What You Should Know about Dental Bonding
The process involved in dental bonding includes the dentist applying a layer of bonding material onto the patient’s teeth, then using a curing light to harden that material. The process may be simple, but the results are truly stunning. Bonding can be used for any variety of minor dental issues, including chipped or cracked teeth, teeth that have worn down, filling gaps in between teeth, misaligned teeth, or teeth that are badly stained and can’t be brightened using traditional whitening methods. Because the bonding material can be made to very closely match the color of the patient’s natural teeth, people can choose to have all of their visible teeth bonded, or just a few.
Advantages of Dental Bonding
Aside from the obvious benefit of beautiful results, bonding offers other advantages as well, including the following.
- It’s fast. The procedure is surprisingly simple, involving the dentist applying the bonding material and using a light to harden it. Although it varies depending on how many teeth are involved, the majority of bonding procedures can be completed in a single trip to the dentist’s office.
- Bonding doesn’t require any removal of enamel from the natural tooth. Unlike veneers, bonding doesn’t require that the existing natural tooth be altered before the bonding material is applied.
- It’s affordable. Compared to veneers – and certainly compared to other restorations, such as crowns – bonding is surprisingly affordable.
Disadvantages of Dental Bonding
Of course, all procedures do have some downsides. What follows are some of the disadvantages of bonding.
- It’s not as long lasting as many other restorations. Depending on how well it’s cared for, dental bonding typically lasts between 5 and 10 years. That may sound like a long time (and it is), but other restorations usually last longer.
- Dental bonding isn’t as strong. When compared to the material used in other restorations – such as dental porcelain, for example – bonding material doesn’t hold up as well. The patient needs to take care not to eat certain foods that might damage the bonding material.
- Bonded teeth can be easily stained. Although bonding is often used to whiten badly stained teeth, the material itself can be stained in much the same way as a natural tooth. So people with bonded teeth need to avoid indulging in too many highly pigmented foods and drinks that may stain the bonding material.
What You Should Know about Veneers
Veneers produce the same stunning result as dental bonding, effectively repairing all sorts of minor cosmetic issues, including badly stained teeth, chipped and cracked teeth, worn down teeth, misaligned teeth, and closing gaps between teeth. A veneer consists of an extremely thin porcelain shell that is custom made to fit over the front of the patient’s teeth. The procedure involves the dentist making an impression of the patient’s tooth, having a veneer made from that impression, removing a small amount of enamel from the patient’s tooth, then applying the veneer to the surface of the tooth.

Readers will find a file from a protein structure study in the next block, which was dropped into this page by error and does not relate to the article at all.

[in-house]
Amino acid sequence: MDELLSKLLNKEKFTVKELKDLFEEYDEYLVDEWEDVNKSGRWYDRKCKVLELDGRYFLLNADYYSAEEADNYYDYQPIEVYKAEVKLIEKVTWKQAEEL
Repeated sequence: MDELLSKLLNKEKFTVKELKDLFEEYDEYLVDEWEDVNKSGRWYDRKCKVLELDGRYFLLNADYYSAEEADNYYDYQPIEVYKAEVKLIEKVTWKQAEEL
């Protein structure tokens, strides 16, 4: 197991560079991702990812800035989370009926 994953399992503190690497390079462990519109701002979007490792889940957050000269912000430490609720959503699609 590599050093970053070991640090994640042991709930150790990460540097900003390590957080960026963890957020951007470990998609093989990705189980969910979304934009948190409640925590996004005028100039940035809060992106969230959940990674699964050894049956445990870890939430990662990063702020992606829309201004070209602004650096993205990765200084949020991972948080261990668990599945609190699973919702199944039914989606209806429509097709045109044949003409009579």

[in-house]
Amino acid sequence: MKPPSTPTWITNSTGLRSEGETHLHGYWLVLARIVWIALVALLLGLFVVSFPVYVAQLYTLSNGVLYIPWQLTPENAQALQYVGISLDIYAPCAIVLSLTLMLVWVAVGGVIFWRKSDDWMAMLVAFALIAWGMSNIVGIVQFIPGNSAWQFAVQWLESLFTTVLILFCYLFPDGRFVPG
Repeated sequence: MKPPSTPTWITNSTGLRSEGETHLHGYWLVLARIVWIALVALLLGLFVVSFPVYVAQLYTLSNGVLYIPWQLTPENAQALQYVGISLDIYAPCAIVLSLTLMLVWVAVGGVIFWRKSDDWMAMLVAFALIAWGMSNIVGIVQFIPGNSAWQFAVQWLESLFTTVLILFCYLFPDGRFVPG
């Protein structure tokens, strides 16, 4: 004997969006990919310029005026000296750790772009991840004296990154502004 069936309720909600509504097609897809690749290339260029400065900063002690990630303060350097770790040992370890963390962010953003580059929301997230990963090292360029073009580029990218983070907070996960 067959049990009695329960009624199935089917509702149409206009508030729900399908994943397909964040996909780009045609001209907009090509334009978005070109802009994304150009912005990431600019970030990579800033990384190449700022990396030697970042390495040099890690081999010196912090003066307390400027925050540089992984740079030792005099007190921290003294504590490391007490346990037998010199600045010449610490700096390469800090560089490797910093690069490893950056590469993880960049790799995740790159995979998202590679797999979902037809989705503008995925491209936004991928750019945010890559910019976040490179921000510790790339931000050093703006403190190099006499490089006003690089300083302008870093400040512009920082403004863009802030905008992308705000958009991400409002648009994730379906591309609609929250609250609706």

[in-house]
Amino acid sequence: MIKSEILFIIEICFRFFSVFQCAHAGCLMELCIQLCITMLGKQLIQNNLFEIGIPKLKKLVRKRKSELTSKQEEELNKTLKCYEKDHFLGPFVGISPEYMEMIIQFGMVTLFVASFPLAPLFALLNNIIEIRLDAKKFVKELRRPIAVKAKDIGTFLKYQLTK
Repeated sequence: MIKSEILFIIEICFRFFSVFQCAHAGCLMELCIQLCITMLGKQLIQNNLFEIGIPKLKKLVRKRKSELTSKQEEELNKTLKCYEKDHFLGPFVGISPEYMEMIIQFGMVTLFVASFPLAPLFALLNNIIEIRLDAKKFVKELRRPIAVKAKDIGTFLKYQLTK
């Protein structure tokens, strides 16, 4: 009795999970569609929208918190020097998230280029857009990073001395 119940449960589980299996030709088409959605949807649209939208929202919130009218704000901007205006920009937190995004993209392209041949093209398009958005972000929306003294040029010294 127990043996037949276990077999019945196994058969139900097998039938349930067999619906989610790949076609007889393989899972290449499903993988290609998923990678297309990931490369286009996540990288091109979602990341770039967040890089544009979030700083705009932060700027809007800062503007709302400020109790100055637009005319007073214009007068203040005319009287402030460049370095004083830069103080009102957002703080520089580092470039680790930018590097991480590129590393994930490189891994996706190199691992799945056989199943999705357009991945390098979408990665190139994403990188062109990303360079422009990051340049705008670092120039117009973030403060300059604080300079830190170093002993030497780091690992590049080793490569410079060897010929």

The end result is an absolutely perfect-looking tooth! And, similar to dental bonding, a veneer can be made to very closely match the shade of the patient’s natural teeth. So you might choose to have just a single tooth done, or several teeth.
Advantages of Veneers
The most obvious benefit of veneers is the difference they can make in a person’s smile. But along with that, veneers offer other advantages. These include the following.
- They’re durable. The dental porcelain used in veneers is an extremely strong material. If well cared for, a dental veneer can last 15 years or even longer.
- They’re strong. Unlike the material used in dental bonding, porcelain is extremely strong and works well in protecting existing teeth from further damage.
- Veneers are stain-resistant. Unlike bonded teeth, dental veneers remain the same shade as when they were originally applied. This means that the patient doesn’t need to be as diligent in avoiding certain stain-causing food and drinks.
Disadvantages of Veneers
You can see why so many people choose veneers. But as appealing as these restorations are, they do come with some disadvantages, including the following.
- It’s an irreversible decision. That may sound ominous, but it’s true. Because the veneer procedure requires the dentist to remove a thin layer of enamel from the patient’s natural tooth, and because that enamel never grows back once it’s removed, the tooth will always require either a veneer or another restoration such as a crown. So in that sense, getting a dental veneer really is an irreversible decision.
- They’re more expensive. Veneers can be a little pricier than other treatments, such as dental bonding. This can make a difference for some people since both veneers and bonding are cosmetic procedures that might not be covered by dental insurance.
- They can repair more significant issues. Generally speaking, patients with very minor issues might be better candidates for dental bonding. Dental veneers, on the other hand, can resolve more significant problems.
While both of these cosmetic treatments produce beautiful results, you’ll need to talk to your dentist to decide which is best for you. One thing is certain: the result will be one or more beautiful teeth and a gorgeous smile! To learn more about dental bonding and veneers, and to find out which method is the right choice for you, contact your Austin, Texas dentist today and schedule an appointment. Your beautiful new smile could be just a phone call away!